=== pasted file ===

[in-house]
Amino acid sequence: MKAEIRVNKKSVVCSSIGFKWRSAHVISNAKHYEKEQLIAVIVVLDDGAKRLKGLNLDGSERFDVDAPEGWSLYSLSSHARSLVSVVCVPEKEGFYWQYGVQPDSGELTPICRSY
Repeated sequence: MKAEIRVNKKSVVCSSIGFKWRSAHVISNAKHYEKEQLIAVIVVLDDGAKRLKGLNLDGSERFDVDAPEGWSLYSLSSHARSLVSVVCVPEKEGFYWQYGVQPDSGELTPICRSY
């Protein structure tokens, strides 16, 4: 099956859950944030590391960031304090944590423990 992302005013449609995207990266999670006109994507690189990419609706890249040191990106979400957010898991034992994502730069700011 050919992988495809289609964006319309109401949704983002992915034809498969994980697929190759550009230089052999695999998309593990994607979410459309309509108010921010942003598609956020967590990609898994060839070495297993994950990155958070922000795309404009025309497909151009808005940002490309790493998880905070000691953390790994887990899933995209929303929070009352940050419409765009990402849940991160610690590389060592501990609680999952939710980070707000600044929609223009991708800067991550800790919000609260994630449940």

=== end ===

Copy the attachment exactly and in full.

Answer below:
[in-house]
Amino acid sequence: MKAEIRVNKKSVVCSSIGFKWRSAHVISNAKHYEKEQLIAVIVVLDDGAKRLKGLNLDGSERFDVDAPEGWSLYSLSSHARSLVSVVCVPEKEGFYWQYGVQPDSGELTPICRSY
Repeated sequence: MKAEIRVNKKSVVCSSIGFKWRSAHVISNAKHYEKEQLIAVIVVLDDGAKRLKGLNLDGSERFDVDAPEGWSLYSLSSHARSLVSVVCVPEKEGFYWQYGVQPDSGELTPICRSY
């Protein structure tokens, strides 16, 4: 099956859950944030590391960031304090944590423990 992302005013449609995207990266999670006109994507690189990419609706890249040191990106979400957010898991034992994502730069700011 050919992988495809289609964006319309109401949704983002992915034809498969994980697929190759550009230089052999695999998309593990994607979410459309309509108010921010942003598609956020967590990609898994060839070495297993994950990155958070922000795309404009025309497909151009808005940002490309790493998880905070000691953390790994887990899933995209929303929070009352940050419409765009990402849940991160610690590389060592501990609680999952939710980070707000600044929609223009991708800067991550800790919000609260994630449940």